This blog was authored by Noam Maital.  Noam is a 2012 Babson Undergraduate Alum. He currently works in New York as an analyst at Altman Vilandrie & Company, a boutique strategy consulting firm with expertise in Telecom, Media, and Technology (TMT).

I recently came back to Babson to give an info session for AV&Co. On the train ride up from New York, I pondered, what advice did I wish I got before going into the interview process? My answer: Embrace the underdog mentality!

As a Babson alumnus, I could not have been more satisfied with the hands-on style education I received. It is Babson’s “if you will it, it is no dream” approach that rightfully drives Babson seniors to dream big and compete with the very best candidates for a select highly-coveted jobs. Applicants for these jobs typically come from schools such as Harvard, MIT, Yale, etc. Most have an expansive and long lasting relationship with some of the top consulting firms (McKinsey, Bain, and Parthenon Group, to name a few). This translates to frequent guest speakers at their consulting clubs events, organized trips to visit offices of the various consulting firms, and many other partnerships. The advantages are clear; students get exposure to valuable recruiting resources, and are easily able to develop a first-hand relationship with future employers. This benefits the employers as well, who from their perspective have easy access to a new pool of young talent every year. For the Babson students this means we come in to interviews at top consulting firms with a slight disadvantage of not having the same brand recognition and relationships an Ivy League student might have. In other words we are the underdog.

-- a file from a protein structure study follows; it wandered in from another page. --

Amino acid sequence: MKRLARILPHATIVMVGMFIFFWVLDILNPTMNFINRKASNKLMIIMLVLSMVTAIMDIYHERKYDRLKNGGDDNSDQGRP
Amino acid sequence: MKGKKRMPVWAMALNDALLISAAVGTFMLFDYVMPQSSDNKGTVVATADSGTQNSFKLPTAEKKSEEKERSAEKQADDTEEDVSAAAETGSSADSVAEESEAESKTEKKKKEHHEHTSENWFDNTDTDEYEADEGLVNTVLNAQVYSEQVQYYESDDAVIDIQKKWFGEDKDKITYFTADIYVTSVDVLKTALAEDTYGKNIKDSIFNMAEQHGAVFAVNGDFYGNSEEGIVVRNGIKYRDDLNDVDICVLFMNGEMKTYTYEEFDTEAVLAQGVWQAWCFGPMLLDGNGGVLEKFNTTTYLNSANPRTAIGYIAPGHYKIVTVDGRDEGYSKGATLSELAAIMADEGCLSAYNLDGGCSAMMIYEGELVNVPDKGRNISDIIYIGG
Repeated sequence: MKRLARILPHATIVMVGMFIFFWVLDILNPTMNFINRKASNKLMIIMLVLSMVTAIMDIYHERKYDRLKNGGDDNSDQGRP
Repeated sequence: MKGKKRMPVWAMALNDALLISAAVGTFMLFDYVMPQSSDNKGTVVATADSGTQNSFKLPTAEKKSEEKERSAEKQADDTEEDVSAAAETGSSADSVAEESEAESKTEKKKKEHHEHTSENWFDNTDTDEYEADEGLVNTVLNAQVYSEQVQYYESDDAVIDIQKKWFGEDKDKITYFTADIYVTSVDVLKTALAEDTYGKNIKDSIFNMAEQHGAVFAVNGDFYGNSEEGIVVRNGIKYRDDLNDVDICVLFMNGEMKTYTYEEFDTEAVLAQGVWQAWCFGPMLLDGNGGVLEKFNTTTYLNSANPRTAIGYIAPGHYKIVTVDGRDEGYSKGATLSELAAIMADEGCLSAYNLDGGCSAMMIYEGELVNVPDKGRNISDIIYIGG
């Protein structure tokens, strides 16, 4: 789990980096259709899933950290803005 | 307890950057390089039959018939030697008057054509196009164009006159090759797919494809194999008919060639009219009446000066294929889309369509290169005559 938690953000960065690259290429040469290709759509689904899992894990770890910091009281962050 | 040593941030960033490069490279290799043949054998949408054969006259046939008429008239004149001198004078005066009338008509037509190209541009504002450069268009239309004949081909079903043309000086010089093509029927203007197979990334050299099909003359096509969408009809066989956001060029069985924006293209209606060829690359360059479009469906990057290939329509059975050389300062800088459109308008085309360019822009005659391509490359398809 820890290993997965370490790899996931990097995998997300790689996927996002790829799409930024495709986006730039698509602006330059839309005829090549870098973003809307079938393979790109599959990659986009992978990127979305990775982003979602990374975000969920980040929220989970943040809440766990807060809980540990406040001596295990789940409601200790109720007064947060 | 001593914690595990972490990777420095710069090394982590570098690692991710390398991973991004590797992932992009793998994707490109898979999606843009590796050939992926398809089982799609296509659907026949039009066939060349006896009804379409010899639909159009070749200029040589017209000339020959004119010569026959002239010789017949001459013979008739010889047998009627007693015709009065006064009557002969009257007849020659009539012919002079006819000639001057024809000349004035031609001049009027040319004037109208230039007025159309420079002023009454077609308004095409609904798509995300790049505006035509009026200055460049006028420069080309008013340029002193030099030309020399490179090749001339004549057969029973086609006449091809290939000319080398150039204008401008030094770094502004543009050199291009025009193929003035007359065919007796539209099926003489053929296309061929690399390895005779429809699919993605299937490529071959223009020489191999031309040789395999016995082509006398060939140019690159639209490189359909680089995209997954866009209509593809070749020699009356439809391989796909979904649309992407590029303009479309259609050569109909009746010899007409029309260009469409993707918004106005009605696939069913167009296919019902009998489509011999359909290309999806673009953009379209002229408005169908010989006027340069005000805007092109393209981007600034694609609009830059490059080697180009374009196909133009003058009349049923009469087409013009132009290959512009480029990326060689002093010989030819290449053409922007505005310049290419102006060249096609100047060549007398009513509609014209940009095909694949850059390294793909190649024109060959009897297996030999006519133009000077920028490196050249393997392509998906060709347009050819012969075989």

You might ask; So Noam, why are you saying this is an opportunity?

Here is why: The underdog is someone who does not sees himself as inferior to others. In our context (job interviews), it is a student that acknowledges and embraces the need to work harder than the competition. This means joining the Babson Consulting Club at an early stage of your education (Sophomore-junior year). It means walking into the professor’s office to talk to him about his research- not just your homework. It means reaching out to people you know in the consulting world (and people you don’t know) to grab a coffee and ask “So what do consultants actually do?” .You’d be surprised how many candidates can’t properly answer that question. But most importantly, this means getting as much practice and repetition as possible with case style interviews. Get a heads start by practicing cases in your spring-summer of your junior year. If you truly embrace the underdog mentality don’t be surprised when you blow away your interviewer with your polish, creativity, and analytical thinking.